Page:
Starting your own business can be one of the most rewarding and satisfying experiences you can have. Find out more with our guide to getting started.
Starting your own business and entering the world of entrepreneurship is something that more and more Australians are doing.
The increase in connectedness across the globe means that the structure of employment has changed rapidly, enabling more people to realise their dream of becoming a business owner.
Create the future
You don’t need a degree or a detailed knowledge of business studies to have a good idea. Your business can be made from something that inspires you, a gap in the market you’ve noticed or a necessity you are capitalising upon. History’s great entrepreneurs didn’t wait to be told what was next, they defined it.
Starting your own business means a lot of hard work, long hours and financial risk, but it can also be the most challenging, rewarding and wonderful experience you will ever undertake. So how do you know if self-employment is the right career direction for you?
The three basics
There are many facets that an entrepreneur needs to have, however a foundation can be built on three elementary factors:
Have a plan
It is important to devise a map to lead your business to success. You must measure your results to enable fine tuning and be able to change as the market does. A strategy doesn’t have to be set in stone and unyielding, however you need a clear plan to make it more than a hobby. Your plan should include research around your product, its audience, unique value and the milestones that will mark growth and progress.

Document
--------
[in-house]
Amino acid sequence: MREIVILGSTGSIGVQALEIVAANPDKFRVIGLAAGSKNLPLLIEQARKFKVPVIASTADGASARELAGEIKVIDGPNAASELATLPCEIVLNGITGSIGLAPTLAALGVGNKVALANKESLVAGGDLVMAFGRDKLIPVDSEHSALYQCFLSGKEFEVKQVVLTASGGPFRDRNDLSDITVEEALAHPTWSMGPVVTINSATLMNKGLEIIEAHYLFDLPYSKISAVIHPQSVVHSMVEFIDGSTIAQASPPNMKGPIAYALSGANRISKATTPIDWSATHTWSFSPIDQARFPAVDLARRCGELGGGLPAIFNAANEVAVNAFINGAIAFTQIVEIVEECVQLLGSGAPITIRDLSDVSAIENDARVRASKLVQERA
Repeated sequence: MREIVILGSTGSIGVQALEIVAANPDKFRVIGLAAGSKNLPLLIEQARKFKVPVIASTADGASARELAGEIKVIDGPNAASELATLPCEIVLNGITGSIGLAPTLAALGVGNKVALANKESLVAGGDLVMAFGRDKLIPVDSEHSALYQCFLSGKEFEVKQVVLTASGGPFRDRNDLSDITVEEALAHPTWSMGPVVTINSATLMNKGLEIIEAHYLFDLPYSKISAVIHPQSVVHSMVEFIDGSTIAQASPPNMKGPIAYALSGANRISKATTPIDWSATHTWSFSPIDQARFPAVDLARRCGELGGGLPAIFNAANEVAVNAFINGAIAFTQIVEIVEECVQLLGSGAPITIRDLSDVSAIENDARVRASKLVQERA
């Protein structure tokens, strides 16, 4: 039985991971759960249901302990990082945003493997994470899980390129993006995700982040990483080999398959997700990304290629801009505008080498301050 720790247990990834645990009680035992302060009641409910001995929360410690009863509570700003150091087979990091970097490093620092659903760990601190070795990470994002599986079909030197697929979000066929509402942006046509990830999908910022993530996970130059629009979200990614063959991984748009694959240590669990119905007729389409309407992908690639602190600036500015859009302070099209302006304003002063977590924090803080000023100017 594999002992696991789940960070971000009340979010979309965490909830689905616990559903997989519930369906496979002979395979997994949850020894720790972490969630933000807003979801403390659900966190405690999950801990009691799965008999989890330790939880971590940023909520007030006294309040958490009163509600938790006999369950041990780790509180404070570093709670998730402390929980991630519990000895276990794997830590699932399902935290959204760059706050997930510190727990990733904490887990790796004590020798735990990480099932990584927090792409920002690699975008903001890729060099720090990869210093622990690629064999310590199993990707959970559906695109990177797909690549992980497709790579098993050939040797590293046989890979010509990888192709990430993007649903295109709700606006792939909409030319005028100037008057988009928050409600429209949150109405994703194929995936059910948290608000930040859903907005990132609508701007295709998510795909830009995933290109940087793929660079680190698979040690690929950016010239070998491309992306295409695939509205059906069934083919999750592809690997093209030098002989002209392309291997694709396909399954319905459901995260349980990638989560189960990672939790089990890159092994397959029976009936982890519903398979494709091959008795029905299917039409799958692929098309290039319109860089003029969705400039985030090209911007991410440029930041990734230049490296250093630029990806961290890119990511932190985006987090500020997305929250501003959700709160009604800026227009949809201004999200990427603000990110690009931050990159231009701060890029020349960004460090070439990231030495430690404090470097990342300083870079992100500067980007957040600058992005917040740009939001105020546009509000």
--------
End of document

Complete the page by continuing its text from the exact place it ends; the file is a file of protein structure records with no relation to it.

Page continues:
Build a team
Starting a business means that you will take on the jobs of an entire company, at least in the beginning. This doesn’t mean you are alone though. Develop connections through LinkedIn, Facebook and other social networks, as well as through clients, friends and family. This support network will answer your questions, offer their expertise and share their experiences.
Have enough capital
With most enterprises, success comes down to how long you can sustain your efforts. While some entrepreneurs manage to work full-time and build a business that takes off, it is more likely that you will need to devote all your time to the success of your enterprise to see real results. This can mean a lean period before you start to make enough money to perpetuate the company, let alone pay yourself a wage. You should have enough capital to pay your rent or mortgage, utilities, any loans, food, clothing, and all the little bits and pieces you need, for at least six months.